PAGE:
Q: I believe Roger Penske said that IndyCar doesn’t compete with F1 for audiences, but I believe he may have lost touch with us common fan folk. I’ve been an IndyCar fan for 45 years and am the only such fan in my neighborhood here in NC. When I mention upcoming IndyCar races on TV to my neighbors, they think I’m talking about F1, even amongst the sports fans. So from what I’ve seen over the past 10 years, IndyCar does compete with F1, if nothing more than in name recognition and exposure (and to the untrained eye of my non-interested neighbors, the cars look the same). I’ve even had people ask me “aren’t they the same?”

IndyCar needs more viewers and F1 has them (and we should try to take them away), when the cars look similar and the racing is better in IndyCar. Oh, and don’t forget, Mark Miles runs Penske Entertainment, so do you really think he’s going to have a change of heart on marketing when it also sucked under his direction as the IndyCar “boss”?

Randy Mizelle, NC

MP: It ain’t Miles. Prior to the sale, yes, Mark was the top executive, but not since. There’s a handful of people who run Penske Entertainment and their names are either Penske or they’ve been long-term employees of people named Penske who’ve been tasked with making all the major decisions. Prior to the sale, the Hulman George family mostly left the running of IndyCar to folks like Miles and Frye, etc. Since the purchase, a new Penske-based layer of leadership and decision making has been positioned above those folks.

Think of it like a corporate takeover where everyone from the CEO on down reports to the new owners. There are quite a few people who were retained when PE bought the track and series, and some of those folks wield a decent amount of power and influence, but not in the areas where IndyCar needs the most amount of help.

I’m not familiar with the R.P. quote you’ve cited, but I do know what I read from NBC in a press release that went out two days after the IndyCar season was over: “The 2022 NTT IndyCar Series season… averaged a Total Audience Delivery (TAD) of 1.30 million viewers across NBC, USA Network, Peacock and NBC Sports digital platforms, marking the most-watched season for the IndyCar Series since 2016.”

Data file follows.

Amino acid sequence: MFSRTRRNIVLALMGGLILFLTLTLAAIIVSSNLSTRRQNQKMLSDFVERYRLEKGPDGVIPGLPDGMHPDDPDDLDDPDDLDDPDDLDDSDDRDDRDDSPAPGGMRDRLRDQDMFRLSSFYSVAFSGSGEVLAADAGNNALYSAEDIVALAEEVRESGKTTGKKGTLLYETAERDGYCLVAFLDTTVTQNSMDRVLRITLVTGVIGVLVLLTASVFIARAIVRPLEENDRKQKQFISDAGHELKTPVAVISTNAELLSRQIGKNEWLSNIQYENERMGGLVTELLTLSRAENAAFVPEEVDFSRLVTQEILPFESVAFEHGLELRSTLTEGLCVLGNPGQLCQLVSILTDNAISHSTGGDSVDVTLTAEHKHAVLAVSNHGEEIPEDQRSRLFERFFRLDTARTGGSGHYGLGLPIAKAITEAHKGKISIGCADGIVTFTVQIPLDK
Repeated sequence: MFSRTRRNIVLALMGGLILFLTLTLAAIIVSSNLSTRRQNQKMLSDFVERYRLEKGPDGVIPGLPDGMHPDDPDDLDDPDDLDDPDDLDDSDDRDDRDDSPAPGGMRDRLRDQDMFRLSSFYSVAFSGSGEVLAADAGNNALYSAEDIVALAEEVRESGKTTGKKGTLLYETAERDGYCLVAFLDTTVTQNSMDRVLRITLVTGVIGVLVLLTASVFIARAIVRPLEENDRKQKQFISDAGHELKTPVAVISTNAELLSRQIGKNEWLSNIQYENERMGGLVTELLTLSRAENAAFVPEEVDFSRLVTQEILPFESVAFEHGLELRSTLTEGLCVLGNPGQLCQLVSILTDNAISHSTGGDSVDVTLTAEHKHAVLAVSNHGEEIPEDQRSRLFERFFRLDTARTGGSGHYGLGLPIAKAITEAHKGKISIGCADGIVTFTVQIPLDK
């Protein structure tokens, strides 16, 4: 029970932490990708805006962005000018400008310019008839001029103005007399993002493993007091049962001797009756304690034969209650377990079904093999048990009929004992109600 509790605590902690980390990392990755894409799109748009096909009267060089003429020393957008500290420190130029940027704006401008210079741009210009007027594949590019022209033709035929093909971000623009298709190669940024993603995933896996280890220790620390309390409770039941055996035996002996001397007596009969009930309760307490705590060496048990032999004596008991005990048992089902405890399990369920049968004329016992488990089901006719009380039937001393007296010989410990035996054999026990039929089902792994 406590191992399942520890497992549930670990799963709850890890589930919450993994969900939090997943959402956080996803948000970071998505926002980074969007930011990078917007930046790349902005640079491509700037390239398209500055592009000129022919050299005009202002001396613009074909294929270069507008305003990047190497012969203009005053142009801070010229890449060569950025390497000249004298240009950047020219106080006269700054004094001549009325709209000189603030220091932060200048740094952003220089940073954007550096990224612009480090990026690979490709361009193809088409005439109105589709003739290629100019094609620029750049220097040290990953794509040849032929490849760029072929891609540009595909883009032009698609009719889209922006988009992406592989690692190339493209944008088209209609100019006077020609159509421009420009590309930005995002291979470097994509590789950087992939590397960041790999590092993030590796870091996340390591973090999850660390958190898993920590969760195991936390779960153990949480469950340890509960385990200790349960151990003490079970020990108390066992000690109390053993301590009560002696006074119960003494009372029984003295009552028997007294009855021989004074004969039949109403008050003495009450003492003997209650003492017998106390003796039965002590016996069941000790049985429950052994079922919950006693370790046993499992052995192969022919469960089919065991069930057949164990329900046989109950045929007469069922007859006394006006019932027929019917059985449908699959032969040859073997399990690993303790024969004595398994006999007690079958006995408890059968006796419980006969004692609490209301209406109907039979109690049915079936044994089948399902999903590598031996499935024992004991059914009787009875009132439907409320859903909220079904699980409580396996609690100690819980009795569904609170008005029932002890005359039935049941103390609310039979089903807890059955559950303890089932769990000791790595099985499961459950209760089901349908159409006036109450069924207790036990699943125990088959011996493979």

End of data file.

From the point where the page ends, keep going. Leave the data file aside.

NBC said IndyCar had a year-to-year audience increase of five percent. And if it wasn’t obvious, the average of 1.3m viewers across 17 races is heavily skewed by one race, the Indy 500, which had 4.62m viewers. On an annual basis, the 500 pulls the average to something north of 1m per race, but it paints a false portrait of true average race viewership.

And here’s the press release ESPN fired off right after the F1 season ended, which said: “The 2022 Formula 1 World Championship season has ended as the most-viewed ever on U.S. television, smashing a record that was set just one year ago. The season averaged 1.21 million viewers per race across ESPN, ESPN2 and ABC, a 28 percent increase over the previous U.S. television record of 949,000 average viewers that was set in 2021. The 2022 season also became the first in U.S. television history to average 1 million or more viewers per race. In addition, more female and younger viewers watched F1 races on U.S. television than ever before.”

So, I’m sharing these numbers for a reason, and that’s to illustrate two things. Thanks to the Indy 500’s big audience, IndyCar’s 1.3m average is bigger than F1’s 1.2m average. But if you look at F1’s most-watched race, it was 1.4m. Simply put, F1’s average of 1.2m isn’t the result of one big outlier like the Indy 500 to give a skewed impression of how many people are watching the average IndyCar event.

F1’s average is the one that should cause concern for IndyCar because comes from more people in America turning in for every round.

From F1’s 22 races, 12 averaged between 995,000 to 1.445m viewers, the majority of which aired on cable with ESPN. Most of IndyCar’s races are on network with NBC, and yet, its audiences are smaller than what F1 tends to get on cable…

On average — real average — a lot more F1 is being watched in the U.S. than IndyCar, and if you keep in mind that most F1 races start while most of us are asleep, there’s clearly something big happening here with F1 viewership right now.

Given the choice to wake up at the crack of dawn and watch Red Bull win almost every anti-climactic race or to get plenty of rest and watch some of the best racing on the planet with IndyCar, our favorite series is losing the fight. Pretending we aren’t losing the fight is a fine way to get knocked out.